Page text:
Basketball: Stout aiming to make a difference for Pfeiffer
Published 12:01 am Thursday, July 7, 2022
By Mike London
SALISBURY — Salisbury High graduate Cameron Stout didn’t go into the record books as a 1,000-point scorer, but there never was any doubt he was a 1,000-point player.
One of the best shooters Rowan County has produced in recent years, Stout finished with 979 career points, including 495 as a senior.
Stout basically came up one game short of the 1,000 milestone, as he averaged 19.8 points per game as a senior. It was a banner 2021-22 season in which he was recognized as Player of the Year for the Central Carolina Conference and for Rowan County.
Stout was promoted to the SHS varsity late in his freshman season. Over the next three seasons, the 6-foot-2 swingman missed out on at least 20 games due to a combination of COVID, injuries and cancellations.
The bottom line was he got to compete in only 68 varsity games, but he averaged 14.4 points whenever he took the floor for coach Bryan Withers.
Give Stout another 20 games and he gets another 300 points and becomes one of the legends of the program. Despite the limited schedule, he still finished 13th in scoring in the school’s proud boys basketball history.
COVID wiping out a summer and half of a season contributed to Stout being under-recruited.
He was making some noise on the AAU circuit back in April, boosting his stock every time he took the court, while averaging 16 points and 8 rebounds for E.A. Prep Stars.
Then his AAU season ended abruptly.
“I got hurt in a workout, trying to block a shot,” Stout said. “I dislocated my shoulder and needed surgery. During the high school season, most of the recruiting interest I was getting was from junior colleges, but I had several workouts scheduled for Division II programs before I got hurt.”
Stout had successful shoulder surgery on June 15.
Pfeiffer offered him back in March. He committed in June. He should have a great opportunity to play early and often for the Division III Falcons, who do their hooping only 25 minutes from Salisbury.
Stout, who topped 20 points 13 times as a senior, could prove to be a steal.
Pfeiffer should be good for Stout. It’s close. It’s a school with a solid academic reputation. It’s a program that appreciates the 3-pointer, the segment of basketball where Stout excels most.
Stout shot 70-for-181 from the 3-point line as a senior. That’s almost 39 percent. That percentage is a result of taking good shots with good mechanics and with balance and pace. He didn’t rush many and he didn’t force many. He made as many as six 3-pointers in a game.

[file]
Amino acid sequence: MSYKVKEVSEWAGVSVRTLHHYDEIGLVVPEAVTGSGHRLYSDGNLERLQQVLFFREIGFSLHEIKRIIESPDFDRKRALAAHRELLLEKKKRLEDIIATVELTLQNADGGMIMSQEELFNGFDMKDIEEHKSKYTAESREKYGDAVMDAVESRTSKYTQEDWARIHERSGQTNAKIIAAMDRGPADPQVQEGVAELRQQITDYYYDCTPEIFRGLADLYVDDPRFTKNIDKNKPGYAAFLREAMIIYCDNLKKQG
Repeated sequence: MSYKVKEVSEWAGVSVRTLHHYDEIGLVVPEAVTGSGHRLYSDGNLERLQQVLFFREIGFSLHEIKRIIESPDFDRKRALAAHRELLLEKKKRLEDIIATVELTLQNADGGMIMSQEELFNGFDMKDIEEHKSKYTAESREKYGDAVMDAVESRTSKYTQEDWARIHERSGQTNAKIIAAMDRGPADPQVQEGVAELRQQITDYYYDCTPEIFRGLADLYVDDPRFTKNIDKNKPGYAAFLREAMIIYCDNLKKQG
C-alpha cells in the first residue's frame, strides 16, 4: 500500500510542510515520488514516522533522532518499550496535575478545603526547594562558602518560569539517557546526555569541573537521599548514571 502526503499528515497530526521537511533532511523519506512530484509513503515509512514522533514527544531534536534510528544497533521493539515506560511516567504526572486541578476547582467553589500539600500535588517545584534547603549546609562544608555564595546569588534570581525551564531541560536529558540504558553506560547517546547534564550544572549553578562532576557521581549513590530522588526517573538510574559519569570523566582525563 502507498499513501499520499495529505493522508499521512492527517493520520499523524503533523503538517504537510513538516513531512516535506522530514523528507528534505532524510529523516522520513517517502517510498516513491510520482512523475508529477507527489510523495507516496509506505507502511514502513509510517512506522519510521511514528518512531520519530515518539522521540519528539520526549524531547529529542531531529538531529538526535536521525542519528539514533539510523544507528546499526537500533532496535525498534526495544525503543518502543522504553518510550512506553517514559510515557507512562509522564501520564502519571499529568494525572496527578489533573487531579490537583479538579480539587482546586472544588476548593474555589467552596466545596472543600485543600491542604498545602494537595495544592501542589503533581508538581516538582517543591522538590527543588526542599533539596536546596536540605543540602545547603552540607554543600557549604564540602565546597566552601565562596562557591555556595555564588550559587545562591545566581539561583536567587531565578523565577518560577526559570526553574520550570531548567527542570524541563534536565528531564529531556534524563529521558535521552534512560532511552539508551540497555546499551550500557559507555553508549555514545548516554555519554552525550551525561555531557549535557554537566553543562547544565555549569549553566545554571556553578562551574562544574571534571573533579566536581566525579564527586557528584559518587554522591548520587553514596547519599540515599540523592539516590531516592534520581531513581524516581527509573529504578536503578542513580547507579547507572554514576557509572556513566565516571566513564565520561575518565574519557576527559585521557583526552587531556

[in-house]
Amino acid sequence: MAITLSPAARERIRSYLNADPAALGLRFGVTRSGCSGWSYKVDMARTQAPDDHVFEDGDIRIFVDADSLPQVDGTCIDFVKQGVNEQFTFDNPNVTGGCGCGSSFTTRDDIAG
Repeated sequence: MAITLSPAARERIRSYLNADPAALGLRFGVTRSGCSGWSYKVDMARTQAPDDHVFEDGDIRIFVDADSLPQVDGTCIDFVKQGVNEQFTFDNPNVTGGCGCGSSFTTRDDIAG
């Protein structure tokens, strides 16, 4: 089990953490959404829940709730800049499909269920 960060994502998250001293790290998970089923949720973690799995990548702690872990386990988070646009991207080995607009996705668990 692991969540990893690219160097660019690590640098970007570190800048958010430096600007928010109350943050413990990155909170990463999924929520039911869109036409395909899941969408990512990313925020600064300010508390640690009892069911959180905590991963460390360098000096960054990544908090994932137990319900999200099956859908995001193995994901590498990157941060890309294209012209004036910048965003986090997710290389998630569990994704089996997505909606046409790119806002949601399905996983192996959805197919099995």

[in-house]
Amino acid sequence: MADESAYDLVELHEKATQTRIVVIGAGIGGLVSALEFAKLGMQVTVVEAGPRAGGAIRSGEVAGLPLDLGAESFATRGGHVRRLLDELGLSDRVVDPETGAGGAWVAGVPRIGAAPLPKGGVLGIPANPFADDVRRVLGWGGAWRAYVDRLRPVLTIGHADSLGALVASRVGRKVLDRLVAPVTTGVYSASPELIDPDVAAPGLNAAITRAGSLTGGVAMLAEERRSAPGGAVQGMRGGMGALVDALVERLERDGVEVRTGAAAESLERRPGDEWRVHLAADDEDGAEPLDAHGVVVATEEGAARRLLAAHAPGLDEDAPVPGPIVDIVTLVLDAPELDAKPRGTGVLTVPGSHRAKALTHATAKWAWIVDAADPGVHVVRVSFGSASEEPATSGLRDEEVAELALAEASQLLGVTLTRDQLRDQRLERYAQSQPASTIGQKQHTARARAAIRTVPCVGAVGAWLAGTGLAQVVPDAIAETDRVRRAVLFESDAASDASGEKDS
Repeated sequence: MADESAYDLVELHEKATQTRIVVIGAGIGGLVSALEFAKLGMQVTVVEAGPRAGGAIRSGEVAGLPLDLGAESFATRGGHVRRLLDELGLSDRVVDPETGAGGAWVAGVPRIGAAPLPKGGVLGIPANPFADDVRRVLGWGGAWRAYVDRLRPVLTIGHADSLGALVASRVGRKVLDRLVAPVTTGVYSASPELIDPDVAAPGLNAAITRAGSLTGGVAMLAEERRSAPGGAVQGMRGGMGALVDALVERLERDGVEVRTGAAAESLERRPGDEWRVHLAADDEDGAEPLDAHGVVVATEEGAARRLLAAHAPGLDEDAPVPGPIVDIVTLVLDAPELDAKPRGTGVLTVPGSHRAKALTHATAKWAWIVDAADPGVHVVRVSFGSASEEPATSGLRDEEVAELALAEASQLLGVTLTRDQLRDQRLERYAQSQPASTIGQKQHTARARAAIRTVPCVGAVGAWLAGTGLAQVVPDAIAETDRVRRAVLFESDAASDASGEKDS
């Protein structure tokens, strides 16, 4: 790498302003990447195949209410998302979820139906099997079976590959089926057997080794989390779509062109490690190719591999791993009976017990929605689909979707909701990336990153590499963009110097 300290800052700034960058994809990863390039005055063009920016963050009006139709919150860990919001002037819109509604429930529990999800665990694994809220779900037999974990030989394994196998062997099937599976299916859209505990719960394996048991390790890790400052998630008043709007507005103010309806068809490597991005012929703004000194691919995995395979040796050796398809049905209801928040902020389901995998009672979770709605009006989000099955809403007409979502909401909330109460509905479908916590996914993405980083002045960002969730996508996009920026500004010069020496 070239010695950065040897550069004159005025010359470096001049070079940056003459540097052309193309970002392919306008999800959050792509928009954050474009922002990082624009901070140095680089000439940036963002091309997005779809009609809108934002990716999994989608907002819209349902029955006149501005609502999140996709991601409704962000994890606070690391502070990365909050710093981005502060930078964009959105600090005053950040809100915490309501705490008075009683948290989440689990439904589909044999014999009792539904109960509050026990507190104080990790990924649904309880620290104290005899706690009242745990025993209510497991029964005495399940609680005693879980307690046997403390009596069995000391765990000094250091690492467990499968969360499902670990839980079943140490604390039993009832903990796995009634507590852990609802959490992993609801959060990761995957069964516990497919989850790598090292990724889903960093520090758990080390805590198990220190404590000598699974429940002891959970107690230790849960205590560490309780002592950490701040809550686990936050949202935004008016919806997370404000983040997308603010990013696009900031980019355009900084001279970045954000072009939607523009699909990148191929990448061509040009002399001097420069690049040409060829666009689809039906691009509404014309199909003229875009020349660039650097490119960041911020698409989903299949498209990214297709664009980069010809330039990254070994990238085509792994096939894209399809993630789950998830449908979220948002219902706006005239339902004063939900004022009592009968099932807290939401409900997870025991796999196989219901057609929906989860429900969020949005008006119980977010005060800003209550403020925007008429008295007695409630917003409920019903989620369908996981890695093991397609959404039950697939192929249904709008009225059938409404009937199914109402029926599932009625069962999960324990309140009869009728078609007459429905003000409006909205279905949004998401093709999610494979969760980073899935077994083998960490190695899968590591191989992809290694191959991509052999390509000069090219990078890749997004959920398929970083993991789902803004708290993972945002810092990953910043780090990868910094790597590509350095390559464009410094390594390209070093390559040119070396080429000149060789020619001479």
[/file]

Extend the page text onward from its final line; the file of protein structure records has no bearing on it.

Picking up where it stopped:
Shooting 39 percent from 3 produces the same amount of points as shooting 58.5 percent from 2.
Coaches understand basketball math, which is why the 3-point shot has become so pivotal.
Stout can also finish closer to the rim. He connected on 52 percent of his 2-point attempts as a senior.
The really nice thing about Stout is he offers quite a bit more than the standard shooter who camps out at the 3-point line and doesn’t dent the stat sheet anywhere else.
Stout is pretty strong, pretty tough and pretty physical at 205 pounds. He’s willing to mix it up on the boards and he’s a much better rebounder than the average 6-foot-2 player. He had some double-doubles for the Hornets.
“I pride myself on doing everything in a basketball game,” Stout said. “It’s important to be an all-round player.”
Most high school players need to become better defenders in order to succeed in college, but Stout got good reviews for his defense last season from Withers as well as from opposing coaches.
He’ll develop his ball-handling and perimeter-defense skills as he transitions from mostly a forward role with the Hornets to mostly a shooting guard role in college.
Stout plans a sports management major. He was an A’s and B’s student at Salisbury, and there should be a degree as well as a lot of 3-pointers in historic Merner Gym in his future.
“I’ve been taking physical therapy and they’re telling me the shoulder will be 90 to 95 percent in about two months,” Stout said. “Being 100 percent for the start of the basketball season — that’s what I’m aiming for right now.”